COLUMBIA PICTURES PUTS SODERBERGH’S PITT-STARRING MONEYBALL IN TURNAROUND
In a “things are tough for everyone” reminder, Peter Bart and Michael Fleming in Variety report that Columbia Pictures’ Amy Pascal has put the new Steven Soderbergh movie, Moneyball, starring Brad Pitt, into “limited turnaround” just three days before it was due to begin filming.
From the piece:
The move came after Pascal read the final draft delivered last week by Steven Zaillian and found it very different from the earlier scripts she championed. Pascal was uncomfortable enough with how Soderbergh’s vision had changed that she applied the brakes.
Soderbergh and Pitt’s CAA reps spent the weekend attempting to get another studio to play ball.
If a new financier doesn’t emerge by today, Columbia will re-examine options that include replacing Soderbergh (and hoping Pitt doesn’t ankle), delaying the film until Pascal and the filmmaker find themselves in synch on the script or pulling the plug.
According to the piece, either Warner Bros., the studio of the Oceans movies, or Paramount, which just saw the departure of John Lesher and Brad Weston from the executive suites, is hoped to provide a home for the film.
Soderbergh discussed Moneyball briefly in our interview about The Girlfriend Experience:
I remember hearing that you had been working on The Girlfriend Experience for a while, but, nonetheless, it did strike me as a kind of “zeitgeist film.” I thought of your K Street HBO series. Both that project and this one seemed to have a certain kind of elasticity in terms of being able to quickly absorb things going on in the broader culture. How do you create something that has that kind of space within it, or that is able to absorb things from the outside during shooting and postproduction?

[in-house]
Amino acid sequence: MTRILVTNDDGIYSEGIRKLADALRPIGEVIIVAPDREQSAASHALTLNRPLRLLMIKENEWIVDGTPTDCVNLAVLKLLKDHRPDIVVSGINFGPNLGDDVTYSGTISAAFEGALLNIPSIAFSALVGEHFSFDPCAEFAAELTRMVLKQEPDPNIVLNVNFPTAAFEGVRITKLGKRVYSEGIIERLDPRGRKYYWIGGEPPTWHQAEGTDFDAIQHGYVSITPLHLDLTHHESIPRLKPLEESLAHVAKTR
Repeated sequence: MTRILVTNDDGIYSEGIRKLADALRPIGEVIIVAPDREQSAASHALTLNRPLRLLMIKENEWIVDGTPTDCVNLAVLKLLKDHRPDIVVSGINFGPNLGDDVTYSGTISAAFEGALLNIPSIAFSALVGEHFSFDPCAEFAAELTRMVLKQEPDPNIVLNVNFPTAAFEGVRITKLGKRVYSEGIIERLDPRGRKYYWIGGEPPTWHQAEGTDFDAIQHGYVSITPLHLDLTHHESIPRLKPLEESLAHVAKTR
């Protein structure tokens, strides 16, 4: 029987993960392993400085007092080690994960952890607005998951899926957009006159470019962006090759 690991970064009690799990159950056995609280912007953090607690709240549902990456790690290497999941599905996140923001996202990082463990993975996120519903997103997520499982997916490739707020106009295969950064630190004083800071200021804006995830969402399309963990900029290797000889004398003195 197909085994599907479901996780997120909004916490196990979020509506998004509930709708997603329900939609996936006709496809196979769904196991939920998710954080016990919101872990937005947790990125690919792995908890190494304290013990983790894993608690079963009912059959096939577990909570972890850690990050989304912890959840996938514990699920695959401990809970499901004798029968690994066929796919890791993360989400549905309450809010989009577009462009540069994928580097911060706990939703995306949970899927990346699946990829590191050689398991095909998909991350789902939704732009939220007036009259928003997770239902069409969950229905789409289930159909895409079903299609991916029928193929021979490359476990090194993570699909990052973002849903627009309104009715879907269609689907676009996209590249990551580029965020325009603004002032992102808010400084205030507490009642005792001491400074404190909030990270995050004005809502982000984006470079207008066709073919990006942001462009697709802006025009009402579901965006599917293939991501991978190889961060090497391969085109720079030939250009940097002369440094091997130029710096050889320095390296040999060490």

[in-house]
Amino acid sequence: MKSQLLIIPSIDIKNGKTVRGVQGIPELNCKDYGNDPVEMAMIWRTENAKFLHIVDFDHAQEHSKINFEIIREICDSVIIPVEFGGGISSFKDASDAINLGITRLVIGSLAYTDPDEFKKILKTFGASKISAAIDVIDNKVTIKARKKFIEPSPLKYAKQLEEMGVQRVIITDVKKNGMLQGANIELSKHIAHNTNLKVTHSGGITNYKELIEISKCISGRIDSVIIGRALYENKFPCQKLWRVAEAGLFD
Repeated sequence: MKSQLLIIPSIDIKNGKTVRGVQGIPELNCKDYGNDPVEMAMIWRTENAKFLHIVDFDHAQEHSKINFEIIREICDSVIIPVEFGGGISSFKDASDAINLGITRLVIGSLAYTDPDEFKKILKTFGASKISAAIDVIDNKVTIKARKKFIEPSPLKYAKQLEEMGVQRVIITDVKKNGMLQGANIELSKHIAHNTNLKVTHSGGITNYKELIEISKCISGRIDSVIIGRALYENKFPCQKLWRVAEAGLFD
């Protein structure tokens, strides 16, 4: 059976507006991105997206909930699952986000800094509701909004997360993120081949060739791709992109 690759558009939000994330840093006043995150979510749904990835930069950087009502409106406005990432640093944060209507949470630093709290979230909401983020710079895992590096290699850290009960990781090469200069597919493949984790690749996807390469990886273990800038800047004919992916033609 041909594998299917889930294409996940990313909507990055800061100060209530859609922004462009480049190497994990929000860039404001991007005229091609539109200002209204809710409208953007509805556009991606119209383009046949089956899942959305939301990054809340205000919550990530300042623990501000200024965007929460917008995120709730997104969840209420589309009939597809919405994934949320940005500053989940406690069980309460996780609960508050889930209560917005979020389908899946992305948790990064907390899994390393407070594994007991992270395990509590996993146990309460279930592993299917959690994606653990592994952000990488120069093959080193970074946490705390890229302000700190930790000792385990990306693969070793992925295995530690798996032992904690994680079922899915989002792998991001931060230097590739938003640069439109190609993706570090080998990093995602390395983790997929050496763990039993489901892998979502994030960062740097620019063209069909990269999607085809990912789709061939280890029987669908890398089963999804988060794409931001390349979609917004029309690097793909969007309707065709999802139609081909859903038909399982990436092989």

It’s kind of a continuation of an idea that I started being enamored of around the time of Traffic actually, which was this fusion of real people and real stories with a fictional story. K Street was another attempt to smash these two ideas together, Bubble was a continuation of it and The Girlfriend Experience is another attempt. And Moneyball, the movie that I’m about to shoot this summer, is, I think, actually going to be the most extreme attempt at what I’ve been playing around with for almost a decade now. I guess it’s something that grows out of my frustration with the norms of cinema narrative storytelling and the fact that I’m convinced that the gains that can be achieved through presenting something that seems like it really is happening in front of you are more significant than the gains you get from something that doesn’t seem as real but is better constructed. That may just be a reflection of my personal taste, but I’m pushing harder and harder to try and get some of these projects into this area where they are almost like designed documentaries. Bubble, GFE and K Street — [on all of these] we literally worked from outlines that just described who’s in the scene and gave a very, very loose description of what the scene is about. They’re all controlled improvisations.